Wednesday, 13 November 2013
Commonwealth Inscribed Stock Amendment Bill 2013; Consideration in Detail
Mr Deputy Speaker, congratulations on re-election to your high office. It is always interesting to follow my colleague the member for Chifley, and I always appreciate the comments along the way from the member for Moreton. We stand here again to reflect on the financial mismanagement of the former Labor government over the last six years. It is a situation that reminds me of a party. The Labor Party has had a party for the last six years and has woken up with a hangover the next morning—beer bottles all over the lawn, a few bottles of wine off to the side—and said, 'Party—what party?' The Australian people are paying the price as a result.
It is well within the sensible economic management of the future of this country to look at increasing the debt limit once and doing it properly. That is unlike what we have seen from those opposite over the past six years, where they started off at $75 billion, went to $200 billion and said, 'We've had another deficit. We wonder what's going on. We can't manage our finances. Let's increase it to $250 billion,' and then said, 'Let's increase it to $300 billion to give us a bit of a buffer.' They used up that buffer and now, when we say that debt is going to peak at about $370 billion, so we want an extra $40 billion or $60 billion as a buffer, based on the advice of the Australian Office of Financial Management, they do not want to entertain that idea. Yet that is exactly the argument they have used previously. The Greens have not helped the situation over the past few years, aiding and abetting the former government in their spendathon.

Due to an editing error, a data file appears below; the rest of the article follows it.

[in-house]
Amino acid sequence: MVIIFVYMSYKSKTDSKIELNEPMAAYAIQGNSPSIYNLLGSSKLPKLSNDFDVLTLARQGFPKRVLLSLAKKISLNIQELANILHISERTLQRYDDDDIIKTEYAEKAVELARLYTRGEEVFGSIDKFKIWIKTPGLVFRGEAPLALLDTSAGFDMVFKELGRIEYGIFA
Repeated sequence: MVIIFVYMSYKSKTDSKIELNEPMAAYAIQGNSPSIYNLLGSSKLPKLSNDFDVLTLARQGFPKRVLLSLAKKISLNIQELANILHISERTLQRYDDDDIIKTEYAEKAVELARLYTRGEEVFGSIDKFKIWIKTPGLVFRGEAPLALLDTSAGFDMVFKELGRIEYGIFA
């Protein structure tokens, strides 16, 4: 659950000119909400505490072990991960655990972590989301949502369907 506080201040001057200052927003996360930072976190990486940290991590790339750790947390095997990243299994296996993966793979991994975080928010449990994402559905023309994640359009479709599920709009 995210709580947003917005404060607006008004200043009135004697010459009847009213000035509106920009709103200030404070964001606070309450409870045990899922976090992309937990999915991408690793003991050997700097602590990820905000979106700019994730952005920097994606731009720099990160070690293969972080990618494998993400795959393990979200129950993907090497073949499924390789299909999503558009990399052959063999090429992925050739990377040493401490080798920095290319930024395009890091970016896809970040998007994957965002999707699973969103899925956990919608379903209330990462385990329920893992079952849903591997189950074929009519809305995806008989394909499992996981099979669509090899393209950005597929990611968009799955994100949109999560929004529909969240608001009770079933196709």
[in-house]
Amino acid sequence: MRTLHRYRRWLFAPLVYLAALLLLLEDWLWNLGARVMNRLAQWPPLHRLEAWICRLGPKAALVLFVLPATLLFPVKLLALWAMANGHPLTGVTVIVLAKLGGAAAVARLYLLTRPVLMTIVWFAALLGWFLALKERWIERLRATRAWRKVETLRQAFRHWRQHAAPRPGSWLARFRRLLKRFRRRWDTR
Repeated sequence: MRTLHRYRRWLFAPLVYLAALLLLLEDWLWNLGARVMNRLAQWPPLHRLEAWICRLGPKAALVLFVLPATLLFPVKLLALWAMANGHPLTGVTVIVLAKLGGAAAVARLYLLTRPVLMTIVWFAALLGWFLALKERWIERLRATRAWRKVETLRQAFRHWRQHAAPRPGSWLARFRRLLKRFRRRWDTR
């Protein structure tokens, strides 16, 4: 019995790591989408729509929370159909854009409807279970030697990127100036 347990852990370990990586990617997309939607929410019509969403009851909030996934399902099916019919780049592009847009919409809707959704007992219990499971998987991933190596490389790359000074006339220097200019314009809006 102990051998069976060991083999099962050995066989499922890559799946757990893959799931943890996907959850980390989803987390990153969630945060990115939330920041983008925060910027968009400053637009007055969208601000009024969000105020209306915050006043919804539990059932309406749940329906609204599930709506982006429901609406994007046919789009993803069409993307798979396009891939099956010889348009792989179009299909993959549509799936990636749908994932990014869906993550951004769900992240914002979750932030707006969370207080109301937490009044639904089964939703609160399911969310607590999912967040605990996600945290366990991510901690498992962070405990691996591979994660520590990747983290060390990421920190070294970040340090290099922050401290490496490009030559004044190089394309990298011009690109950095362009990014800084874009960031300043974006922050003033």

As we have constantly seen, it is about controlling your expenditure and, in the process of reviewing what we committed to in this election—to cut the waste and get the budget back in order—that is the very thing we need to do. That debt limit increase gives the flexibility to adjust, to get budget expenditure back under control, but at the same time to reflect varying economic circumstances so that we do not make cuts at times when it is going to hurt our economy. We have to have flexibility within our fiscal arrangements to accommodate any shocks in the global economy. It is prudent to do that up-front and to be honest with the Australian people about why we are going to do it and the reason we are doing it—